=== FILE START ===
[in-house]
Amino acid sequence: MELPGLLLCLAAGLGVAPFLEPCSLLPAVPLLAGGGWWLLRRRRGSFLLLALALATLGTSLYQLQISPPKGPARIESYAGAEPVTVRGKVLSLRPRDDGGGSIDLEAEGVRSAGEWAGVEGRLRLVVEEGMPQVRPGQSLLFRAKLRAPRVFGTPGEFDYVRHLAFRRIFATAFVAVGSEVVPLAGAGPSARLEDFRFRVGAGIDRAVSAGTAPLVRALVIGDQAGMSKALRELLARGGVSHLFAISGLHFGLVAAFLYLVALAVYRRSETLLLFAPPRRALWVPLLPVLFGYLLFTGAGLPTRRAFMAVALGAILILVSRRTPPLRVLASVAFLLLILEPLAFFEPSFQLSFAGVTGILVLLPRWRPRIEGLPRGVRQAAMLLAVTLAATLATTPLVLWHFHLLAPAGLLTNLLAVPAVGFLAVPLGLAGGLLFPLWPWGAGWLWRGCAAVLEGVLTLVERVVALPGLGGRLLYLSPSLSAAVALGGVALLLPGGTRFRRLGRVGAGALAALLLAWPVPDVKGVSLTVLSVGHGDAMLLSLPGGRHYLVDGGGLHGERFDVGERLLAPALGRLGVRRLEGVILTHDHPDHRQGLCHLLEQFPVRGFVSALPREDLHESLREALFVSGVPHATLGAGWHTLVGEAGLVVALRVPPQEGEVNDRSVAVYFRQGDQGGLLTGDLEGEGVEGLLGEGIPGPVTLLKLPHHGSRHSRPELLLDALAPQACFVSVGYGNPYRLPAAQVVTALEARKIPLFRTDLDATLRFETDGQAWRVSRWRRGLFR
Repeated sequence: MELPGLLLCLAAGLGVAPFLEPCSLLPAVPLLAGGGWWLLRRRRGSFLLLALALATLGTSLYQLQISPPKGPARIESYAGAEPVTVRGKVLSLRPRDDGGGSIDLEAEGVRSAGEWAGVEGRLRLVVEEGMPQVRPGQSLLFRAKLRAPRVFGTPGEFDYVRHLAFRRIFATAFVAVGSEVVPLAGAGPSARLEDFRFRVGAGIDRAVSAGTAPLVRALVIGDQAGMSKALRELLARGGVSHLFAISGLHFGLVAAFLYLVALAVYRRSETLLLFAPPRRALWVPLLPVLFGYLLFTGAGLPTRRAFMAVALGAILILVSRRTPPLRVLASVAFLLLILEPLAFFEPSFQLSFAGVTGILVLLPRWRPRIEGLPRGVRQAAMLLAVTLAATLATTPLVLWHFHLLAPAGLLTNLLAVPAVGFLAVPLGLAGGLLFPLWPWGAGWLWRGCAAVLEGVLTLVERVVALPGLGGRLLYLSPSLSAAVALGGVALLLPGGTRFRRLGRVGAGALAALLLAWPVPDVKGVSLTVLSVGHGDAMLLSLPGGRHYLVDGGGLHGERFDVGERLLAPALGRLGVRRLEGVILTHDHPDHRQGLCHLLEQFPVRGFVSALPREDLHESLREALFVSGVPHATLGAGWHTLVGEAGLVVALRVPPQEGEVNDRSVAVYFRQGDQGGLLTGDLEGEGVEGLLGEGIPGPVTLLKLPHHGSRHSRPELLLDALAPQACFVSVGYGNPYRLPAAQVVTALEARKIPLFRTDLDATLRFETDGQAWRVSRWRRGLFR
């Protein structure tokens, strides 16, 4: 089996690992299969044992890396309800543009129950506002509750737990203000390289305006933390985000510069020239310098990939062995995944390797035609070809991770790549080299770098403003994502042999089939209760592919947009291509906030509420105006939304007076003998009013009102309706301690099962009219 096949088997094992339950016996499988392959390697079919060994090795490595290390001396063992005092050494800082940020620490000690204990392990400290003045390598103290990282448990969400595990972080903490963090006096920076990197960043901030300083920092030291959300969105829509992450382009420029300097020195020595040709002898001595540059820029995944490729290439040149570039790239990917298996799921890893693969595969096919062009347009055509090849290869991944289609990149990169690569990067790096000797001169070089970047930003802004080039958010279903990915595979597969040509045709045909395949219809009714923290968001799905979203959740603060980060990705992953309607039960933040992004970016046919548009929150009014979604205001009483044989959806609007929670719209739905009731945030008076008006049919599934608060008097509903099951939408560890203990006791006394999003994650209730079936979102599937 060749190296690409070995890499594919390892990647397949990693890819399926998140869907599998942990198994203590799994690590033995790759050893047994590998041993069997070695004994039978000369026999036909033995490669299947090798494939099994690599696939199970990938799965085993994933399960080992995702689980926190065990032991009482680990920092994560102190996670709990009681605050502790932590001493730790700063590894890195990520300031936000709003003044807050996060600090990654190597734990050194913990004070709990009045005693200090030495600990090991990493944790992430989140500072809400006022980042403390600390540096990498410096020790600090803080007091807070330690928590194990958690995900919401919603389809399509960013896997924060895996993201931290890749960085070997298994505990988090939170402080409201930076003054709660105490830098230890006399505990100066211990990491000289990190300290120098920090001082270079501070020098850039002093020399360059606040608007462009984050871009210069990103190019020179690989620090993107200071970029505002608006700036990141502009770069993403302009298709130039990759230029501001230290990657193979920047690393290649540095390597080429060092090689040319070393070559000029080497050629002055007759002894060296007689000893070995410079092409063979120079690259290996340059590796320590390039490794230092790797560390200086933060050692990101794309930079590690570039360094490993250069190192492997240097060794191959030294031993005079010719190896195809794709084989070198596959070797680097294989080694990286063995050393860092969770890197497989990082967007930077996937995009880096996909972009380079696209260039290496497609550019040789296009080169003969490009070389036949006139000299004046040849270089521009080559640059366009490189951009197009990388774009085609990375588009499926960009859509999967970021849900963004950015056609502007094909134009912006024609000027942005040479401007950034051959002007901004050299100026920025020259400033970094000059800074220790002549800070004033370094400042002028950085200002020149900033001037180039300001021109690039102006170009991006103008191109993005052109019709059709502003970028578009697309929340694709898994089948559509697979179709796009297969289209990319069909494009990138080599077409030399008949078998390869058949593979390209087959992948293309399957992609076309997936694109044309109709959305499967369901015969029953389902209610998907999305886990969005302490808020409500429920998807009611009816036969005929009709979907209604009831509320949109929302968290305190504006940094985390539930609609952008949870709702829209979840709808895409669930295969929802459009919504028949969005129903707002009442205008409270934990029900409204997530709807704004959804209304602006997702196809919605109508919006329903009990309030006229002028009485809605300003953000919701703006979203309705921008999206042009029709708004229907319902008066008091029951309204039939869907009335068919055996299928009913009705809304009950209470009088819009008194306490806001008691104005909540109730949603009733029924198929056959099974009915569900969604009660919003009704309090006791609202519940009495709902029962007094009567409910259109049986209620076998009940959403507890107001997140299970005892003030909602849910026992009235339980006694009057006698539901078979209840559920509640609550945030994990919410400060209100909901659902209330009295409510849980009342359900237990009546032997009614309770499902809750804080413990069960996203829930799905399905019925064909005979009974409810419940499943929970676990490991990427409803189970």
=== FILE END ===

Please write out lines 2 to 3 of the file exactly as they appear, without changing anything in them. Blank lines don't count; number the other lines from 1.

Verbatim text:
Amino acid sequence: MELPGLLLCLAAGLGVAPFLEPCSLLPAVPLLAGGGWWLLRRRRGSFLLLALALATLGTSLYQLQISPPKGPARIESYAGAEPVTVRGKVLSLRPRDDGGGSIDLEAEGVRSAGEWAGVEGRLRLVVEEGMPQVRPGQSLLFRAKLRAPRVFGTPGEFDYVRHLAFRRIFATAFVAVGSEVVPLAGAGPSARLEDFRFRVGAGIDRAVSAGTAPLVRALVIGDQAGMSKALRELLARGGVSHLFAISGLHFGLVAAFLYLVALAVYRRSETLLLFAPPRRALWVPLLPVLFGYLLFTGAGLPTRRAFMAVALGAILILVSRRTPPLRVLASVAFLLLILEPLAFFEPSFQLSFAGVTGILVLLPRWRPRIEGLPRGVRQAAMLLAVTLAATLATTPLVLWHFHLLAPAGLLTNLLAVPAVGFLAVPLGLAGGLLFPLWPWGAGWLWRGCAAVLEGVLTLVERVVALPGLGGRLLYLSPSLSAAVALGGVALLLPGGTRFRRLGRVGAGALAALLLAWPVPDVKGVSLTVLSVGHGDAMLLSLPGGRHYLVDGGGLHGERFDVGERLLAPALGRLGVRRLEGVILTHDHPDHRQGLCHLLEQFPVRGFVSALPREDLHESLREALFVSGVPHATLGAGWHTLVGEAGLVVALRVPPQEGEVNDRSVAVYFRQGDQGGLLTGDLEGEGVEGLLGEGIPGPVTLLKLPHHGSRHSRPELLLDALAPQACFVSVGYGNPYRLPAAQVVTALEARKIPLFRTDLDATLRFETDGQAWRVSRWRRGLFR
Repeated sequence: MELPGLLLCLAAGLGVAPFLEPCSLLPAVPLLAGGGWWLLRRRRGSFLLLALALATLGTSLYQLQISPPKGPARIESYAGAEPVTVRGKVLSLRPRDDGGGSIDLEAEGVRSAGEWAGVEGRLRLVVEEGMPQVRPGQSLLFRAKLRAPRVFGTPGEFDYVRHLAFRRIFATAFVAVGSEVVPLAGAGPSARLEDFRFRVGAGIDRAVSAGTAPLVRALVIGDQAGMSKALRELLARGGVSHLFAISGLHFGLVAAFLYLVALAVYRRSETLLLFAPPRRALWVPLLPVLFGYLLFTGAGLPTRRAFMAVALGAILILVSRRTPPLRVLASVAFLLLILEPLAFFEPSFQLSFAGVTGILVLLPRWRPRIEGLPRGVRQAAMLLAVTLAATLATTPLVLWHFHLLAPAGLLTNLLAVPAVGFLAVPLGLAGGLLFPLWPWGAGWLWRGCAAVLEGVLTLVERVVALPGLGGRLLYLSPSLSAAVALGGVALLLPGGTRFRRLGRVGAGALAALLLAWPVPDVKGVSLTVLSVGHGDAMLLSLPGGRHYLVDGGGLHGERFDVGERLLAPALGRLGVRRLEGVILTHDHPDHRQGLCHLLEQFPVRGFVSALPREDLHESLREALFVSGVPHATLGAGWHTLVGEAGLVVALRVPPQEGEVNDRSVAVYFRQGDQGGLLTGDLEGEGVEGLLGEGIPGPVTLLKLPHHGSRHSRPELLLDALAPQACFVSVGYGNPYRLPAAQVVTALEARKIPLFRTDLDATLRFETDGQAWRVSRWRRGLFR